Publication: PRX Quantum Vol.: 2 No.: 1 ISSN: 2691-3399

ID: CaltechAUTHORS:20210514-140222766

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Abstract: We propose a method for detecting bipartite entanglement in a many-body mixed state based on estimating moments of the partially transposed density matrix. The estimates are obtained by performing local random measurements on the state, followed by postprocessing using the classical shadows framework. Our method can be applied to any quantum system with single-qubit control. We provide a detailed analysis of the required number of experimental runs, and demonstrate the protocol using existing experimental data [Brydges et al., Science 364, 260 (2019)].

Publication: Physical Review Letters Vol.: 125 No.: 20 ISSN: 0031-9007

ID: CaltechAUTHORS:20201111-102025217

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Abstract: Quantum error correction and symmetry arise in many areas of physics, including many-body systems, metrology in the presence of noise, fault-tolerant computation, and holographic quantum gravity. Here, we study the compatibility of these two important principles. If a logical quantum system is encoded into n physical subsystems, we say that the code is covariant with respect to a symmetry group G if a G transformation on the logical system can be realized by performing transformations on the individual subsystems. For a G-covariant code with G a continuous group, we derive a lower bound on the error-correction infidelity following erasure of a subsystem. This bound approaches zero when the number of subsystems n or the dimension d of each subsystem is large. We exhibit codes achieving approximately the same scaling of infidelity with n or d as the lower bound. Leveraging tools from representation theory, we prove an approximate version of the Eastin-Knill theorem for quantum computation: If a code admits a universal set of transversal gates and corrects erasure with fixed accuracy, then, for each logical qubit, we need a number of physical qubits per subsystem that is inversely proportional to the error parameter. We construct codes covariant with respect to the full logical unitary group, achieving good accuracy for large d (using random codes) or n (using codes based on W states). We systematically construct codes covariant with respect to general groups, obtaining natural generalizations of qubit codes to, for instance, oscillators and rotors. In the context of the AdS/CFT correspondence, our approach provides insight into how time evolution in the bulk corresponds to time evolution on the boundary without violating the Eastin-Knill theorem, and our five-rotor code can be stacked to form a covariant holographic code.

Publication: Physical Review X Vol.: 10 No.: 4 ISSN: 2160-3308

ID: CaltechAUTHORS:20201027-095348367

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Abstract: Predicting the properties of complex, large-scale quantum systems is essential for developing quantum technologies. We present an efficient method for constructing an approximate classical description of a quantum state using very few measurements of the state. This description, called a ‘classical shadow’, can be used to predict many different properties; order log(M) measurements suffice to accurately predict M different functions of the state with high success probability. The number of measurements is independent of the system size and saturates information-theoretic lower bounds. Moreover, target properties to predict can be selected after the measurements are completed. We support our theoretical findings with extensive numerical experiments. We apply classical shadows to predict quantum fidelities, entanglement entropies, two-point correlation functions, expectation values of local observables and the energy variance of many-body local Hamiltonians. The numerical results highlight the advantages of classical shadows relative to previously known methods.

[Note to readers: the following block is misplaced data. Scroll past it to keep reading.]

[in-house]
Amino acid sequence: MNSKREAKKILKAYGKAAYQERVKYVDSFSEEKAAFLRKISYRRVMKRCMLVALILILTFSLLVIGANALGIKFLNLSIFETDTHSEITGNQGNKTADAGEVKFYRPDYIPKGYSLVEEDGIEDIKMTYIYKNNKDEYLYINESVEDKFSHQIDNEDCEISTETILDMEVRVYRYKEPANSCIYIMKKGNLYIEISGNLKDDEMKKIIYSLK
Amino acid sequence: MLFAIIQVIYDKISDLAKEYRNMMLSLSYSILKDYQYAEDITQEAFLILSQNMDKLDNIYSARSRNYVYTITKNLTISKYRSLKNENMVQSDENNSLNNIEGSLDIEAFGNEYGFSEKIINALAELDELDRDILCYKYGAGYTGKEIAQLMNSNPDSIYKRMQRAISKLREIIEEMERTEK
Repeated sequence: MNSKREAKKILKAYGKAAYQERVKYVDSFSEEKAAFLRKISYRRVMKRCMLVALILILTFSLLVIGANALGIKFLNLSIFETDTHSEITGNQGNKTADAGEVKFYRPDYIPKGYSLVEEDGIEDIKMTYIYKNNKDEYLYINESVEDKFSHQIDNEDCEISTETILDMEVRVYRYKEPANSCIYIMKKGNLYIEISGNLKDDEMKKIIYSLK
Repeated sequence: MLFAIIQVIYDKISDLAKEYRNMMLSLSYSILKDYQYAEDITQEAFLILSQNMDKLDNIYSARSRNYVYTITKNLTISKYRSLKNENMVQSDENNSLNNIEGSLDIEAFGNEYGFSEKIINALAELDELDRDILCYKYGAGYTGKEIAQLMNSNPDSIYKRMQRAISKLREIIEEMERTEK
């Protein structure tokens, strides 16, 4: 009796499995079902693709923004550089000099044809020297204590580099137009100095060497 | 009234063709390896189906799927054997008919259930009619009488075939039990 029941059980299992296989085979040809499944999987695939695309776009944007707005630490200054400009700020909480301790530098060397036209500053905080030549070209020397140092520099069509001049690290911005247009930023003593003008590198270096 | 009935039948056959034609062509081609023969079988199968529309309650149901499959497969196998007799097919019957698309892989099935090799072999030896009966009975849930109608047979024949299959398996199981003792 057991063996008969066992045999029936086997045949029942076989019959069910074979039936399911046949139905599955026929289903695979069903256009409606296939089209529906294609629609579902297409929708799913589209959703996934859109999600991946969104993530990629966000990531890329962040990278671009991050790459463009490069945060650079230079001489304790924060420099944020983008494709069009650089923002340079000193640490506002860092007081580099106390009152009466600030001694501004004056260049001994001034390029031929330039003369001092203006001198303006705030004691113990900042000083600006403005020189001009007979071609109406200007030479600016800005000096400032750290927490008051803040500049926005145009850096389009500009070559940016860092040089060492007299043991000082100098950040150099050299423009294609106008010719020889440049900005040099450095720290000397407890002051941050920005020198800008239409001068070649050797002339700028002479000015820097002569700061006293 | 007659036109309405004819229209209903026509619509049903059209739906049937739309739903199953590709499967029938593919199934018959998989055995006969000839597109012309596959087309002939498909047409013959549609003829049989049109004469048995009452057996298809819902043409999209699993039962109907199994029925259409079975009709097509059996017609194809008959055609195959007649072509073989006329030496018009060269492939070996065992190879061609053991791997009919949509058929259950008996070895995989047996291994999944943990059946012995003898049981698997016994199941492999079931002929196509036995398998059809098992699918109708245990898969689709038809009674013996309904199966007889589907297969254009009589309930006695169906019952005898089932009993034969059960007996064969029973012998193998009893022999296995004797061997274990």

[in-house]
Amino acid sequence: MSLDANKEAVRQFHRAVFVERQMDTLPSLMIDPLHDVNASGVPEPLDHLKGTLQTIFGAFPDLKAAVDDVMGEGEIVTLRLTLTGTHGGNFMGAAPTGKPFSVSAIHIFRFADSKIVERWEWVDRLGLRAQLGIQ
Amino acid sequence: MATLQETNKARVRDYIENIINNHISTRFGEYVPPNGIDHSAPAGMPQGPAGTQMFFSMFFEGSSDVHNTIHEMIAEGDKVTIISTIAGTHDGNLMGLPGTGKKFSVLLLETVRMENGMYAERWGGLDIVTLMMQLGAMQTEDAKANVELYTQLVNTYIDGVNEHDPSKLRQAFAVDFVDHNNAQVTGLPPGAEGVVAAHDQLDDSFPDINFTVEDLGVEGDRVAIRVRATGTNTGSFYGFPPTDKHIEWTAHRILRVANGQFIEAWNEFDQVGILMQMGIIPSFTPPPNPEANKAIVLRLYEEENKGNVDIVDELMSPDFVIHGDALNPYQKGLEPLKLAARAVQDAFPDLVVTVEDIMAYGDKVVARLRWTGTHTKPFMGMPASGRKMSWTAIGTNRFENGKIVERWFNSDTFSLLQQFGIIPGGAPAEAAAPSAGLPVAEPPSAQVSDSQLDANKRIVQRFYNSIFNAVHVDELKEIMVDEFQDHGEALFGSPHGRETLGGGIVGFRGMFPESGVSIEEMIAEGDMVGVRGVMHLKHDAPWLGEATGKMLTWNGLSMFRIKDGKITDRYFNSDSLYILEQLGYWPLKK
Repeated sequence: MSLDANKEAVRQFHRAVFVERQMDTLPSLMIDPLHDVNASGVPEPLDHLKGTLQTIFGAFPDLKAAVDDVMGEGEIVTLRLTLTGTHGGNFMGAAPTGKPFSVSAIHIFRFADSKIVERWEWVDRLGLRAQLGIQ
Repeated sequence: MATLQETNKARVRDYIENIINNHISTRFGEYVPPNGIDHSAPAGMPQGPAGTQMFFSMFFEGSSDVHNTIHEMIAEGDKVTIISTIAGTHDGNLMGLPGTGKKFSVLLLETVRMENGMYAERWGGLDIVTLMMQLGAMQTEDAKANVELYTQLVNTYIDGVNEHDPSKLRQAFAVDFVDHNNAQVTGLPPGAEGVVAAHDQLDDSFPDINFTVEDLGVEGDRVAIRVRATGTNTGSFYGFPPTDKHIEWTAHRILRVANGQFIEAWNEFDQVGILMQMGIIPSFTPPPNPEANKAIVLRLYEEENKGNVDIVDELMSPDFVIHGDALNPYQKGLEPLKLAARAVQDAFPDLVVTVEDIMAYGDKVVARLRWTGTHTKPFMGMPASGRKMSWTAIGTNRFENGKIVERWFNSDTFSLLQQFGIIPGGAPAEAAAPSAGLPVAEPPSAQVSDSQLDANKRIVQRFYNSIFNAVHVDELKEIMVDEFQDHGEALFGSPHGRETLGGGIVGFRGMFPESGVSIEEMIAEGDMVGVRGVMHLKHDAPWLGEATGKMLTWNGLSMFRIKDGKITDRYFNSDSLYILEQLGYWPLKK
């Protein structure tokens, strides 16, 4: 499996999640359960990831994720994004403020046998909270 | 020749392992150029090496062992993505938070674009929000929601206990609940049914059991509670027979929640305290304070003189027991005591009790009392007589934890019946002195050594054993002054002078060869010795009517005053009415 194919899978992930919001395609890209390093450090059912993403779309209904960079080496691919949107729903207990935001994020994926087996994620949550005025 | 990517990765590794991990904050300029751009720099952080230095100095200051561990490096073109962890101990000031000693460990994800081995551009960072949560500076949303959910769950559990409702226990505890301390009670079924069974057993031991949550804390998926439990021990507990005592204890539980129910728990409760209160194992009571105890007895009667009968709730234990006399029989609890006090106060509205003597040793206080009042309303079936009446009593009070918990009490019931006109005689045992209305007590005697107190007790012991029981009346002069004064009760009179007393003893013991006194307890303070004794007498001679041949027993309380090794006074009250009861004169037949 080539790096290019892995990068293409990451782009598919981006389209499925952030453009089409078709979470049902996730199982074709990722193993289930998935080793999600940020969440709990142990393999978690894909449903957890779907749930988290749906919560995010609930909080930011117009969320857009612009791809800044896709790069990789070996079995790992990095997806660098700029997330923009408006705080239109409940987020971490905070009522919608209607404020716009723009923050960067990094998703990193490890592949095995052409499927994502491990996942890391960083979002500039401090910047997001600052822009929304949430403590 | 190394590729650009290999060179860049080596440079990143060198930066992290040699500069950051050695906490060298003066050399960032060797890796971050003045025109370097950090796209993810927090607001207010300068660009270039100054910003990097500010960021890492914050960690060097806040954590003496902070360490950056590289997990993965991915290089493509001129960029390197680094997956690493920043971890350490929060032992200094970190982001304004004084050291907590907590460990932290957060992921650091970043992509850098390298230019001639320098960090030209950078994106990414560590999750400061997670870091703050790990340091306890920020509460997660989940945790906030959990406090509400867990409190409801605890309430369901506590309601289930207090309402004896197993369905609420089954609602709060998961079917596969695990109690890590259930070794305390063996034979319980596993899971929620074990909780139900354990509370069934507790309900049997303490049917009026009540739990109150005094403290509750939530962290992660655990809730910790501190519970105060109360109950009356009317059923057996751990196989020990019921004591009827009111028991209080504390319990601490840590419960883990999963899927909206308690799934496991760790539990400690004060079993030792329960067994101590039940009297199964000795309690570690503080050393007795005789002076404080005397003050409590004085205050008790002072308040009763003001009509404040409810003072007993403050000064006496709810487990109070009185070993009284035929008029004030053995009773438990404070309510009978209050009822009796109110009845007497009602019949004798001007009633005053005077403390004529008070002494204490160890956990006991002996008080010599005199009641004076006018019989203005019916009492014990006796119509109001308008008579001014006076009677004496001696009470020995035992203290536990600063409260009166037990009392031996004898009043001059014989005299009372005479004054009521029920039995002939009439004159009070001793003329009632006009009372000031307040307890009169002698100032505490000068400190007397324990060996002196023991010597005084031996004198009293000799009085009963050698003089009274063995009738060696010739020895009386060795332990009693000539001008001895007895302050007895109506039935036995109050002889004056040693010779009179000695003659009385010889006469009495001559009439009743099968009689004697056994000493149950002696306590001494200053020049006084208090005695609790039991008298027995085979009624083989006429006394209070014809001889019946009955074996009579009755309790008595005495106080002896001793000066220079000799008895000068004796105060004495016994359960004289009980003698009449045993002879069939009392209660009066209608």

Publication: Nature Physics Vol.: 16 No.: 10 ISSN: 1745-2473

ID: CaltechAUTHORS:20200427-084340790

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Abstract: We study the effectiveness of quantum error correction against coherent noise. Coherent errors (for example, unitary noise) can interfere constructively, so that in some cases the average infidelity of a quantum circuit subjected to coherent errors may increase quadratically with the circuit size; in contrast, when errors are incoherent (for example, depolarizing noise), the average infidelity increases at worst linearly with circuit size. We consider the performance of quantum stabilizer codes against a noise model in which a unitary rotation is applied to each qubit, where the axes and angles of rotation are nearly the same for all qubits. In particular, we show that for the toric code subject to such independent coherent noise, and for minimal-weight decoding, the logical channel after error correction becomes increasingly incoherent as the length of the code increases, provided the noise strength decays inversely with the code distance. A similar conclusion holds for weakly correlated coherent noise. Our methods can also be used for analyzing the performance of other codes and fault-tolerant protocols against coherent noise. However, our result does not show that the coherence of the logical channel is suppressed in the more physically relevant case where the noise strength is held constant as the code block grows, and we recount the difficulties that prevented us from extending the result to that case. Nevertheless our work supports the idea that fault-tolerant quantum computing schemes will work effectively against coherent noise, providing encouraging news for quantum hardware builders who worry about the damaging effects of control errors and coherent interactions with the environment.

Publication: New Journal of Physics Vol.: 22 No.: 7 ISSN: 1367-2630

ID: CaltechAUTHORS:20200827-141821017